“They are unlike other dogs. They have taken power from the flesh of the creatures they kill. Some of that power they retain and some slips away over time. They keep hunting to replace the magic they lose.”

One of the dogs gripped Kama’s sleeve in its teeth and pulled. She ducked behind a fallen tree and peeked toward the clearing. Jebul looked back at her, his face full of helpless fear, and Kama suddenly understood that he was not the master of this pack; he was its human face, and the bait in its trap.

Jebul stepped into the clearing. He looked from side to side and scanned the tree tops. He walked forward reluctantly. In his red cloak, he looked like an archery target. Kama couldn’t see the dogs anywhere.

Jebul looked over his shoulder again, and suddenly the elf was beside him. Jebul stepped back, but the creature grabbed his wrist so quickly Kama didn’t see it move.

The elf was a marvel. It was at least a head taller than Jebul, and as slender as a praying mantis. It wore nothing more than a knife, and Kama was shocked to see its tiny genitals dangling in the sunlight. Its ears stretched up and back like the horns of a goat and its skin was tinged with blue. It grabbed Jebul by the jaw and bared his neck. Its teeth looked like a fistful of needles.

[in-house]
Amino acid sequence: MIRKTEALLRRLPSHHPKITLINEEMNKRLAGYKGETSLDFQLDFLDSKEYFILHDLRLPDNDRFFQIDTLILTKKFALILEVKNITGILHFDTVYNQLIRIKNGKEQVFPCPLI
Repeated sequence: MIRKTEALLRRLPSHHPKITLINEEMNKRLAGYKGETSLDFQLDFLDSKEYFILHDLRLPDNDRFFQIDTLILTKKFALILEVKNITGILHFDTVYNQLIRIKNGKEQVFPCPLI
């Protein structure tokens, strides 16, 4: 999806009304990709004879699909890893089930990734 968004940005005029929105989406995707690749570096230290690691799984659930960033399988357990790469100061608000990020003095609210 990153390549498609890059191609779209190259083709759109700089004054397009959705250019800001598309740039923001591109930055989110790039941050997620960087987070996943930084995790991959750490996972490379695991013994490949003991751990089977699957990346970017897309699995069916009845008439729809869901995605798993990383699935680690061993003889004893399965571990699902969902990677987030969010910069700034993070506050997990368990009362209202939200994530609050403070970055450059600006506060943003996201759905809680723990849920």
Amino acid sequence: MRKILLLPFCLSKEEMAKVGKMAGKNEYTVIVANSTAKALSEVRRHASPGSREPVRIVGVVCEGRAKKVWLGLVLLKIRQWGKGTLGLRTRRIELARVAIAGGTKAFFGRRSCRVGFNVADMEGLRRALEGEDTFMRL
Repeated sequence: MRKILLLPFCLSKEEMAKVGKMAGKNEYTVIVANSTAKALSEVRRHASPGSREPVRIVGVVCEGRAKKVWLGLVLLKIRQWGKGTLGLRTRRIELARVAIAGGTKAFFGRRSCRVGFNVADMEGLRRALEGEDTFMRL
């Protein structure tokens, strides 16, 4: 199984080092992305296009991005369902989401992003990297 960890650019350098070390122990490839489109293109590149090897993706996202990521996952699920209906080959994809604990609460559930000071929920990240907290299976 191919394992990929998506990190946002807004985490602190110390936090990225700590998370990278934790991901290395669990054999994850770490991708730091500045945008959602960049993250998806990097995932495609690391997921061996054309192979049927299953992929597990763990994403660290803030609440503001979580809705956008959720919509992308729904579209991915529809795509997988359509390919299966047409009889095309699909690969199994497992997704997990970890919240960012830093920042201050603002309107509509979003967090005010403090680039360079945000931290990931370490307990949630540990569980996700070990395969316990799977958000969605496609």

It bent forward, and the air was suddenly full of streaking shadows. In the time it took Kama to blink, the elf lay on the ground with two hounds gripping each of its limbs and others tearing at its throat and genitals.

Kama ran into the clearing. It had all happened so fast. She had almost seen something amazing, something magical… The elf’s head was tilted back, and its mouthful of spiked teeth gave Kama a chill.

One of the dogs looked up at her and growled, gore dripping from its mouth.

“They won’t let you near it,” Jebul said. He knelt beside a tree, hurriedly rolling his cloak into a ball. “It’s their kill.” The cloak slipped from his fingers, and Jebul held up his hands. They trembled.

A dog whined, and Kama turned back to the kill. One of the hounds lay on its side, breathing heavily. Kama edged toward it and saw the silver knife sticking out of its belly and its milky white eye. It was Scar.